Monday, March 24, 2008

Starving Owl?


Eastern Screech Owl © Mike McDowell

I received the following question as a comment to a past blog entry:

I found this site and have a quick question. I reside in central New Hampshire and many have been talking about this hard winter for the owls. We have an owl that has been working our yard for 2 months and it appears it may be rather weak and very hungry. Our area has had an unusual amount of snow and the pack is at least 3-4 feet. Should we offer any food to this hungry bird, and if so, what should we offer. I am not looking to offer up mice simply a meal or two to help its survival. Comments welcome. By the way, this is something we do not normally do. The poor bird is scoping out the bird feeder all day and night.

Thanks for any assistance.

Bert

My reply:

It would be helpful to know what species of owl this is. My first impression is that the bird is not starving, but has found a spot where food is accessible and is doing as well as it can under the circumstances. The fact that it's been there for two months indicates the bird is eating and surviving. If you feel that there is something wrong with the owl (I don't have enough information to make that determination) consider contacting a licensed wildlife rehabilitator from your area. They would be able to monitor the owl and determine if it would benefit from intervening and/or providing it food. Given all the information I have, I would suggest leaving the owl alone but continue to watch its behavior.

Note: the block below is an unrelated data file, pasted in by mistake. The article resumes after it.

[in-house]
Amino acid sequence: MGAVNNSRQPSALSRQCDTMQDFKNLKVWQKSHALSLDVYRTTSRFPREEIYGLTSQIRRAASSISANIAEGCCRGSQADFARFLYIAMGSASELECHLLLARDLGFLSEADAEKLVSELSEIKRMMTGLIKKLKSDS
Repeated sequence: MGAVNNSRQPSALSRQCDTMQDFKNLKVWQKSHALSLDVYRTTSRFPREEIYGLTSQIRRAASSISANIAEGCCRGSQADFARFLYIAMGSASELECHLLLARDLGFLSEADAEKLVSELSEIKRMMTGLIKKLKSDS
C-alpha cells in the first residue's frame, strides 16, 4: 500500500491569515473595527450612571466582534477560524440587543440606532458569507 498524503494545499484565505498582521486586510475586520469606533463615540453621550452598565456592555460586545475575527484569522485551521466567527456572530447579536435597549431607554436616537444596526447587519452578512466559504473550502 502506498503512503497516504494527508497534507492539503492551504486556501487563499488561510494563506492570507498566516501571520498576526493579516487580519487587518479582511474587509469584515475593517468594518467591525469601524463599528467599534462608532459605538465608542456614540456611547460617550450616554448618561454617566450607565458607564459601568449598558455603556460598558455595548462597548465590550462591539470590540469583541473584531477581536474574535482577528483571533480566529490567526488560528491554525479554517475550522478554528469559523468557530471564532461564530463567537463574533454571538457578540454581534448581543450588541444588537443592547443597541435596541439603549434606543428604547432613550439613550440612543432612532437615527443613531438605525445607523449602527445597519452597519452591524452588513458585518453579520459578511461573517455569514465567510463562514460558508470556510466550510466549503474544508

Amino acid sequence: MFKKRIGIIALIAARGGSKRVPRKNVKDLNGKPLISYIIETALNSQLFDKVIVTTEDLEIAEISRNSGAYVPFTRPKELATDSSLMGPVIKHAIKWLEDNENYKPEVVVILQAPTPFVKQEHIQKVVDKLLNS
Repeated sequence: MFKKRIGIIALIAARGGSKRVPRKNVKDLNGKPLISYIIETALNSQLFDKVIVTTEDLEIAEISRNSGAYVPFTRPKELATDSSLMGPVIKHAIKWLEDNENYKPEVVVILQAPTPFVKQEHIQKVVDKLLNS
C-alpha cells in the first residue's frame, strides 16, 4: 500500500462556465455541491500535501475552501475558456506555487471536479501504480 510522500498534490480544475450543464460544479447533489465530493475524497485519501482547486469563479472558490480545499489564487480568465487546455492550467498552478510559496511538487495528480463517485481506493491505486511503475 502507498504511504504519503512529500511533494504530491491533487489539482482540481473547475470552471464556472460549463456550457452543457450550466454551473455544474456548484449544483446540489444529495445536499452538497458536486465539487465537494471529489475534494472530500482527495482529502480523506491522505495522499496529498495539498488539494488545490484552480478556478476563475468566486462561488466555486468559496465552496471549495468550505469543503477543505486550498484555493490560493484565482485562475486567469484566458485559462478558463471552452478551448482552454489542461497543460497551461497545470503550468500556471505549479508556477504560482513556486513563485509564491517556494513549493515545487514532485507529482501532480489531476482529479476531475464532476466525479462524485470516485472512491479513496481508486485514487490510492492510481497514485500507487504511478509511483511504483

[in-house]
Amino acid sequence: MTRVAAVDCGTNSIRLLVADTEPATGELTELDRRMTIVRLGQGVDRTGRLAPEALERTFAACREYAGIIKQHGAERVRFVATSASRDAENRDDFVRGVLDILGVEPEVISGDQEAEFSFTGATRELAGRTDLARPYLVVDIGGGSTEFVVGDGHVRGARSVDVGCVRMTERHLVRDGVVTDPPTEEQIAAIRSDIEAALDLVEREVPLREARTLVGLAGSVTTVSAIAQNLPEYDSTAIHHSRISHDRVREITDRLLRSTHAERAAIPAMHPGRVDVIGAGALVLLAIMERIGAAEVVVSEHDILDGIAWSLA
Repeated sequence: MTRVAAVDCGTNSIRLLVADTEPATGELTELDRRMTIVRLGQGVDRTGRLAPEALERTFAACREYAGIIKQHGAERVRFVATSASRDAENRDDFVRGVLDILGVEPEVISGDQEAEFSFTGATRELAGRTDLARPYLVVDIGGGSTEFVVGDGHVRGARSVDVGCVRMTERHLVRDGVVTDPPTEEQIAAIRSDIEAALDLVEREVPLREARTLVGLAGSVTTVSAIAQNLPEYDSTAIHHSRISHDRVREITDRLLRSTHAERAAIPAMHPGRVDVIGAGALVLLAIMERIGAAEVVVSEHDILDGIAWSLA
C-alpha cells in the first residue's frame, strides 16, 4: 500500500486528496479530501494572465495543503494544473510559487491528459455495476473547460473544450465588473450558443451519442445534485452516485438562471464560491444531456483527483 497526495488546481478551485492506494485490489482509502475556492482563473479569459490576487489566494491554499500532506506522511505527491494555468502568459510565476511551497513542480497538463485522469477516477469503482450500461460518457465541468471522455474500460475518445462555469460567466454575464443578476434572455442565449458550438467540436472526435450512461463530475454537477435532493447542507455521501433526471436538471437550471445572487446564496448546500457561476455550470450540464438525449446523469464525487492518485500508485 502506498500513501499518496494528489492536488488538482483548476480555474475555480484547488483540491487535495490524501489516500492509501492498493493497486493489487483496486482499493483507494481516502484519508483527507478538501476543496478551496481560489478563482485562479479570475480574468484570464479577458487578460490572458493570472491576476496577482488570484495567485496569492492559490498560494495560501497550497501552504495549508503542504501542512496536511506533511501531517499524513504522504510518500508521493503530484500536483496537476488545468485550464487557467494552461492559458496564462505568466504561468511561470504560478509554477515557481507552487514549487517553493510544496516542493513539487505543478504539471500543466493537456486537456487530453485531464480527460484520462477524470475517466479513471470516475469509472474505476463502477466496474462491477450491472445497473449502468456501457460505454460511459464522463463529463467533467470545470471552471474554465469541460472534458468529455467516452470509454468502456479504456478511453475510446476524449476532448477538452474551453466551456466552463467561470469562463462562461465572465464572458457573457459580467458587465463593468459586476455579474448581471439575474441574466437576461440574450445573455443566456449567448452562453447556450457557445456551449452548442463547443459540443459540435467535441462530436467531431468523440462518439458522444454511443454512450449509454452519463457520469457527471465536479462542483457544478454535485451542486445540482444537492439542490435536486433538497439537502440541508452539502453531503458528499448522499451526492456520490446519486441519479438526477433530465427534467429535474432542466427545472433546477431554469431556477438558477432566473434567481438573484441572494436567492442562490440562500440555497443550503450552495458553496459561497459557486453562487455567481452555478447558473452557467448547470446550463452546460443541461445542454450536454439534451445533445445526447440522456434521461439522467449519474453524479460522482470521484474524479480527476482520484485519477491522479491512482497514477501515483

I also forwarded the question to Laura Erickson. Here's her response:

I wouldn't feed it--if it's been hanging around for that long, it's obviously finding something. It also seems important to know what species it is--the most likely possibilities are Boreal, Saw-whet, and Barred as far as spending a lot of time near feeders. If they do feed it, they should absolutely NOT feed it pet store mice--the risk of salmonella is way too high. And I'd be reluctant to feed it House Mice, if they live in an area where they get them indoors--again, that's because of the risk of disease. The ONLY mice to offer a wild owl are wild, FRESH mice trapped outdoors, or if they're sure they're native species (which most likely spend most or much of their time outdoors, with a more natural diet), ones trapped indoors.

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